Cold bore shot

texan79

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Mar 28, 2010
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354
Location
Spring, TX
RDM416,

Those torque numbers seem high to me.

NF calls for 15 in lb. base to action and 15 in lb on the ring screws.
68 on the cross bolts. What hardware and screws are you using, and what type of actions are you using?
 

RDM416

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Jan 31, 2005
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Searcy, Arkansas
Texan79,

You are correct, NF does call for 15 in/lbs. I typically go a little high on most of my scope and base mounting torque numbers and just spouted off the top of my head the values I use. I don't think you are likely to damage most scopes or mounts with the 25 to 30 in/lbs torque, but I should have thought and looked up what some of the various mfs call for.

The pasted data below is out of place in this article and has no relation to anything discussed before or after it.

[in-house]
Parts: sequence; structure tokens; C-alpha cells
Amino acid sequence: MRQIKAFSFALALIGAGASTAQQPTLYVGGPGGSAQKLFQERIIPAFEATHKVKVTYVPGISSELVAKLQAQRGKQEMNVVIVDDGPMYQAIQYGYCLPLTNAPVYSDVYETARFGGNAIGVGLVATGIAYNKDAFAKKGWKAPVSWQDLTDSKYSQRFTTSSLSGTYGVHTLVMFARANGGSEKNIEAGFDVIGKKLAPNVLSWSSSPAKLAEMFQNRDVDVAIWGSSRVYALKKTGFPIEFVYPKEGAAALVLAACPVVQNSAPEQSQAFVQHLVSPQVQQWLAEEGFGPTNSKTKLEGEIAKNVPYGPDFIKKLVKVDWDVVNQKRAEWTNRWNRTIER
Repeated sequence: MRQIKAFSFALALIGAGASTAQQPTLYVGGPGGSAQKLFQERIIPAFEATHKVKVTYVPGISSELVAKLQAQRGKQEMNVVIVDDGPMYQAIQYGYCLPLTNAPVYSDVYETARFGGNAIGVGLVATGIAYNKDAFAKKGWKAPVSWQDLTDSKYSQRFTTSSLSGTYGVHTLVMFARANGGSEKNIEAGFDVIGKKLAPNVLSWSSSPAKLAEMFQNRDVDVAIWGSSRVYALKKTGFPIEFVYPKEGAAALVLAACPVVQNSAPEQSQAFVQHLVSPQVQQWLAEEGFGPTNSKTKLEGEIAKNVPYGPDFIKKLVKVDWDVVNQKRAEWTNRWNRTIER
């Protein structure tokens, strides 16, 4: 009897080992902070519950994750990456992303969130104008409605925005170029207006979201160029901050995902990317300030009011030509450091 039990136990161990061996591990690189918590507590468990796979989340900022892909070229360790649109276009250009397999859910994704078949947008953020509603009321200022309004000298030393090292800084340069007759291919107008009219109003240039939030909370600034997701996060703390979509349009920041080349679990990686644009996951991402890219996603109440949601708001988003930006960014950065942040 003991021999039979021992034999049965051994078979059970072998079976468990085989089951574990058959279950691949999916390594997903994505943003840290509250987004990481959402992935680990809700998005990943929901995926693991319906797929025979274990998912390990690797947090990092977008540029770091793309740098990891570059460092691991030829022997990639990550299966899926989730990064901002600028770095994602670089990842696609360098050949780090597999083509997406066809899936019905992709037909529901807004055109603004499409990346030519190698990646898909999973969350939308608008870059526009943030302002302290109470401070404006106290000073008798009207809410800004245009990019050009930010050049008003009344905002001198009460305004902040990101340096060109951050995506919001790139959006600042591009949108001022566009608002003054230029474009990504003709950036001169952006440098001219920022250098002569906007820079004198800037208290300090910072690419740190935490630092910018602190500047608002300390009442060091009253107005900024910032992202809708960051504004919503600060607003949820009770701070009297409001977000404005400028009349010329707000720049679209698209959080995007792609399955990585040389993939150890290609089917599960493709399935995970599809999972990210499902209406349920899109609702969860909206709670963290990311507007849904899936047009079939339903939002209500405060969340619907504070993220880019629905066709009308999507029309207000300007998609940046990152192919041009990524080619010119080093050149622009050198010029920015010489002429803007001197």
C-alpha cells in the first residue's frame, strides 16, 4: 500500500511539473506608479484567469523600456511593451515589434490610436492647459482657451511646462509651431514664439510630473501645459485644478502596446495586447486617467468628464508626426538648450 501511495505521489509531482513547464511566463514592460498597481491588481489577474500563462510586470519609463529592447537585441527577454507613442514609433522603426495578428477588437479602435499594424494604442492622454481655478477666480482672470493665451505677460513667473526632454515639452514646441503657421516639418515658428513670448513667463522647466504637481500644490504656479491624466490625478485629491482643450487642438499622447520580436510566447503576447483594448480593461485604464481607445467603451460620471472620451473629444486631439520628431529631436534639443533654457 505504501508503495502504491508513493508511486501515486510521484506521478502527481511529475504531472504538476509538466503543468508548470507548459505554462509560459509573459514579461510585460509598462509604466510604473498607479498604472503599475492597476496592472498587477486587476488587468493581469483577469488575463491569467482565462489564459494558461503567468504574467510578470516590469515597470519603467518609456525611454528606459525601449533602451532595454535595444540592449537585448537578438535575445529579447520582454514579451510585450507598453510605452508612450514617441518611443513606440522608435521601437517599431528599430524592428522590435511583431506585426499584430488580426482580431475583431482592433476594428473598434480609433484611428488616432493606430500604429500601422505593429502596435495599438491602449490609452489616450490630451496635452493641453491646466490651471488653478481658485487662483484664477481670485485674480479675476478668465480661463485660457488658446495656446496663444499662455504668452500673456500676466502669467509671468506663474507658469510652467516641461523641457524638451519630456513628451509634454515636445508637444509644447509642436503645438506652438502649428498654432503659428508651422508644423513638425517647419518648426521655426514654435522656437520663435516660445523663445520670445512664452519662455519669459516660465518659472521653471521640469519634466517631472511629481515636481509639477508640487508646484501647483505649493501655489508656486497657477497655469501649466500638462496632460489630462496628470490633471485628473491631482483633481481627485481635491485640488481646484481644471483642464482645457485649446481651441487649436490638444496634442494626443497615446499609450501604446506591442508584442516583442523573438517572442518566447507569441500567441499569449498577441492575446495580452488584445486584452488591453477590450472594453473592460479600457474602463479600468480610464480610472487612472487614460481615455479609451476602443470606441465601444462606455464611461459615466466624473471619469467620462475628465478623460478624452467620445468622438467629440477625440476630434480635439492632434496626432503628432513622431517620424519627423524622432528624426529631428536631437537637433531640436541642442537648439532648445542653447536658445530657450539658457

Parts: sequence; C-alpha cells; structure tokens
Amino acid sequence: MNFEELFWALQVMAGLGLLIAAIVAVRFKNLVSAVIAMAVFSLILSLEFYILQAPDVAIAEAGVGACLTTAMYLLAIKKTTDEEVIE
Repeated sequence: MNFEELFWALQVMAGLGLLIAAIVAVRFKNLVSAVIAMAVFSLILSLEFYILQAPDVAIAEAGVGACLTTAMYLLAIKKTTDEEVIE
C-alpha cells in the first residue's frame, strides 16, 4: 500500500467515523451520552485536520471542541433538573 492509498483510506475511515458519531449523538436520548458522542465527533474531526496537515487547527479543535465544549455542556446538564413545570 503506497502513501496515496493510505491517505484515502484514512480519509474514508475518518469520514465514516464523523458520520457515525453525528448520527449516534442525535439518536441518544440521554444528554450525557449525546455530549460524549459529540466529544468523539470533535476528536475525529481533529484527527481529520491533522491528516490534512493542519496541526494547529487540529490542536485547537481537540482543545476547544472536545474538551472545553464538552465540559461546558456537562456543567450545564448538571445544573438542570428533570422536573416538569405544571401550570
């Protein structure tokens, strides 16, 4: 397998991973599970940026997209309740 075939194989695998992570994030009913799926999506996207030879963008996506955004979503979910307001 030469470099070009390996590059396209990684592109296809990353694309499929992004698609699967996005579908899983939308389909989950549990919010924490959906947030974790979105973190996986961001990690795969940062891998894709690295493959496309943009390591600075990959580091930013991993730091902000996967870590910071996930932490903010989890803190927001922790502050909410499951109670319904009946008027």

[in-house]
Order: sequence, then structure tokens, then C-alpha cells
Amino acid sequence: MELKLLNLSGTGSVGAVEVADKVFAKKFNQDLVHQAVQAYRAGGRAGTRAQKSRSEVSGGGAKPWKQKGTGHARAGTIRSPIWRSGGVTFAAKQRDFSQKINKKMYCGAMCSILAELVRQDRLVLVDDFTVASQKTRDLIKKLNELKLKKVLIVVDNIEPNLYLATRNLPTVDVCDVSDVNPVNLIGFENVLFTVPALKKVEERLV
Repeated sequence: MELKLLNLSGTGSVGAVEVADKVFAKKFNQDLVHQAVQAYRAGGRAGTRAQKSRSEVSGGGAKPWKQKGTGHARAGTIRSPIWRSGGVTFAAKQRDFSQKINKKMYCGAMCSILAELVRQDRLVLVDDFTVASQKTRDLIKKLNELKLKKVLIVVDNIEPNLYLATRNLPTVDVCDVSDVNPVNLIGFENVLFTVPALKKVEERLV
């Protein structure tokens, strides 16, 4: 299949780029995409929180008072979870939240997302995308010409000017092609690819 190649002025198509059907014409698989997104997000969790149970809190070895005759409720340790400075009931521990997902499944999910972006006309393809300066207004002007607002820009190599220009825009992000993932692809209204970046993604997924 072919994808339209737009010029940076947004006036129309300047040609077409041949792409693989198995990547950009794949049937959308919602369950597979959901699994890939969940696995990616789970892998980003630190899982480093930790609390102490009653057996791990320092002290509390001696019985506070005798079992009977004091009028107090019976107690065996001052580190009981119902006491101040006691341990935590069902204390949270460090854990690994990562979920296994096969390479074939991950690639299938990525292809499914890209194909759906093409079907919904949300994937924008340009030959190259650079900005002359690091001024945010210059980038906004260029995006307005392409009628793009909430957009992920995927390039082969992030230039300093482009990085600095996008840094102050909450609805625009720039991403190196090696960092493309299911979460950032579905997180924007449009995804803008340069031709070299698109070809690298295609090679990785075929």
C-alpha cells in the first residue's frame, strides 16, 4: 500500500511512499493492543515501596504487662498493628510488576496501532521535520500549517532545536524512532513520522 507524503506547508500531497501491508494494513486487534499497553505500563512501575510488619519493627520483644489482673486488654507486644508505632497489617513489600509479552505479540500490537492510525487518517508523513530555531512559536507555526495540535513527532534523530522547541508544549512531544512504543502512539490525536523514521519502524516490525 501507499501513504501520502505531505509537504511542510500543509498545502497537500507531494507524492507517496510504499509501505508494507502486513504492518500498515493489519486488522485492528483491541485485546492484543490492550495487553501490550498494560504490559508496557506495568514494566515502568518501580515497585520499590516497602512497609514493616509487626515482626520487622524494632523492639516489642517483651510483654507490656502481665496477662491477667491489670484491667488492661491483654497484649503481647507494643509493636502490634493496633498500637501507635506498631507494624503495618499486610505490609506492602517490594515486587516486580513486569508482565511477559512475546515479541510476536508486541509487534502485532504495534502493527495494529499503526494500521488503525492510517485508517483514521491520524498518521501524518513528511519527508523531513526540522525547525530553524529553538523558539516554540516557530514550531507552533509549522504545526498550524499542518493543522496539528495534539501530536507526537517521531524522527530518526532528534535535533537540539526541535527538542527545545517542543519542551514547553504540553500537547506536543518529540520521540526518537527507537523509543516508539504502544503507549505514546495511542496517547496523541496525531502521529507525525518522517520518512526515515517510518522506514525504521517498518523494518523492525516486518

I have a variety of actions, customs..... Nesika and others, remmy's and Wby's...... Most have Badger rails, one NF and one Ken Farrel. I use Badger, NF or MK4 steel rings. I have several NF scopes along with a couple of Swaro PH's, both have much thicker tubes than the typical scope.

I shoot some intense rounds, 338 Kahn, 338 RUM, 338 Edge, 510 Allen Mag, 416 Wby....... These rifes have brakes, but still have significant recoil, along with the complex forces created by having a brake on such intense loads.